The asymmetrical antenna array 27 comprises a plurality of asymmetrical notch radiating elements 20 as described above. Each of the plurality of asymmetrical notch radiating elements 20 is disposed with respect to the other asymmetrical notch radiating elements 20 such that the apertures 25 of each of the asymmetrical notch radiating elements 20 are substantially coplanar and are at an angle relative to the notch axis.

The boundaries of the slot 22 are chosen with the following constraints.

(1) The impedance of the slot 22 is controlled by the height of the slot 22, which is varied in order to transition from its slotline impedance to free space impedance. This impedance transition from a feed point impedance (Z=100 ohms) to free space impedance (Z=377 ohms) is chosen to be an asymmetric slotline taper. The initial cross section dimensions are chosen to have 100 ohm impedance while the final cross section dimensions are determined by the spacing of the asymmetrical notch radiating elements 20 of the asymmetrical array 27. The asymmetry is chosen to maintain peak gain for the transmit element pattern of the asymmetrical array 27 to be in a direction that is not normal to the surface of the asymmetrical array 25 (FIG. 4).

(2) The aperture plane of the asymmetrical array 27 is chosen based upon other system constraints, such as radar cross section requirements. These requirements define the specular structural scattering in a direction normal to the aperture. The aperture plane of the asymmetrical array 27 is chosen to provide scattering properties that meet these requirements. This is accomplished in a routine manner known to those skilled in the art.

The asymmetric flared notch radiating element 20 are used to fringe the transverse field lines into a plane that is rotated about the aperture normal. This permits control of the peak element gain location of the array 25. The asymmetrical notch radiating element 20 is designed for use in phased array antennas where reduced radar cross section and wide bandwidth are essential, or in conformal arrays, where the surface normal and array axis are not collinear. The design is intended to allow the axis of maximum gain of the asymmetrical notch radiator elements 20 to lie along an axis other that the normal to the face or front surface of the physical array 25.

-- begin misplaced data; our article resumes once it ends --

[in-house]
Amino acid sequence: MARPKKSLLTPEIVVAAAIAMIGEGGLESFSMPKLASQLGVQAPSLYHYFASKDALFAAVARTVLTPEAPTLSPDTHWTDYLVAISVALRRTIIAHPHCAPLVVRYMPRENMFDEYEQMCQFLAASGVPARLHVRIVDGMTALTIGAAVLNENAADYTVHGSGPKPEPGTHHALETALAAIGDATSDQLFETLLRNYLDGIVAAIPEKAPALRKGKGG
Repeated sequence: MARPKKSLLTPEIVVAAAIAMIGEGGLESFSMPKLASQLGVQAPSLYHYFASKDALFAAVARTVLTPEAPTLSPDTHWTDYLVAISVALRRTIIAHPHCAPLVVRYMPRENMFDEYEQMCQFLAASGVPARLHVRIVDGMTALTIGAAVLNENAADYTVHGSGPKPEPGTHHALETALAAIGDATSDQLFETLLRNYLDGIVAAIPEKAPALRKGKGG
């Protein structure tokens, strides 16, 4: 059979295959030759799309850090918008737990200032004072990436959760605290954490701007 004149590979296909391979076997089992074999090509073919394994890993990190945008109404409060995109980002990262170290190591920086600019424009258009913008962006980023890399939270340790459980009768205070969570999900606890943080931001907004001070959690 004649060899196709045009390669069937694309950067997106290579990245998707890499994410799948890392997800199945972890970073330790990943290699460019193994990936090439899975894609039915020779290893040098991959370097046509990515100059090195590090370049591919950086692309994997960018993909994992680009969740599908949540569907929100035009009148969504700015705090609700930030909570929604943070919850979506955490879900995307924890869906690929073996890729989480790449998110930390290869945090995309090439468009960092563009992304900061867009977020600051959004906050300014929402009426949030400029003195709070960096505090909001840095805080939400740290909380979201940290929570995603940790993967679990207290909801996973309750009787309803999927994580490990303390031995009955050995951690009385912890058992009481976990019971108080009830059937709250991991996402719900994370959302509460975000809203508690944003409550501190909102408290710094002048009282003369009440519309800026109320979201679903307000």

The primary benefit of this approach is that the highly specular radar reflection from the antenna radiator elements 20, that lies along the normal to the array 25, no longer points in the same direction as the peak antenna gain. This allows the design of a low radar cross section (RCS) antenna array 25 that does not suffer poor gain due to its reduced cross section. The design is also beneficial in conformal array antennas, allowing the design freedom to mount radiator elements on an arbitrary surface, and still control the direction of peak gain of each element, thus allowing for alignment of all the element gain patterns.

Thus there has been described new and improved asymmetrically flared notch radiator elements and asymmetrical antenna arrays incorporating such radiator elements for use in phased array antennas. It is to be understood that the above-described embodiments are merely illustrative of some of the many specific embodiments which represent applications of the principles of the present invention. Clearly, numerous and other arrangements can be readily devised by those skilled in the art without departing from the scope of the invention.

Claims (6)

What is claimed is:
1. An asymmetrical notch radiating element comprising
a substrate;
a tapered slot disposed in the substrate and having a lower flare and an upper flare that form an aperture of the radiating element and that each extend from the aperture to a predetermined location within the radiating element wherein the lower and upper flares meet, and wherein the direction of an axis of the tapered slot lies along a preselected direction that is not collinear with the normal to the aperture of the asymmetrical notch radiating element.
2. The asymmetrical notch radiating element of claim 1 wherein the substrate is comprised of metal.
3. The asymmetrical notch radiating element of claim 1 wherein the substrate is comprised of a metal-clad dielectric material.
4. An asymmetrical antenna array comprising:
a plurality of asymmetrical notch radiating elements, each of the notch elements comprising a substrate and a tapered slot disposed in the substrate and having a lower flare and an upper flare that form an aperture of the radiating element and that each extend from the aperture to a predetermined location within the radiating element wherein the lower and upper flares meet, wherein the direction of an axis of the tapered slot lies along a preselected direction that is not collinear with the normal to the aperture of the asymmetrical notch radiating element, and wherein each of the plurality of asymmetrical notch radiating elements is disposed with respect to the other asymmetrical notch radiating elements such that the apertures of each of the asymmetrical notch radiating elements are substantially coplanar.
5. The asymmetrical antenna array of claim 4 wherein the substrate is comprised of metal.
6. The asymmetrical antenna array of claim 4 wherein the substrate is comprised of a metal-clad dielectric material.
US07751241 1991-08-26 1991-08-26 Asymmetrically flared notch radiator Expired - Fee Related US5187489A (en)

Priority Applications (1)

Application Number Priority Date Filing Date Title
US07751241 US5187489A (en) 1991-08-26 1991-08-26 Asymmetrically flared notch radiator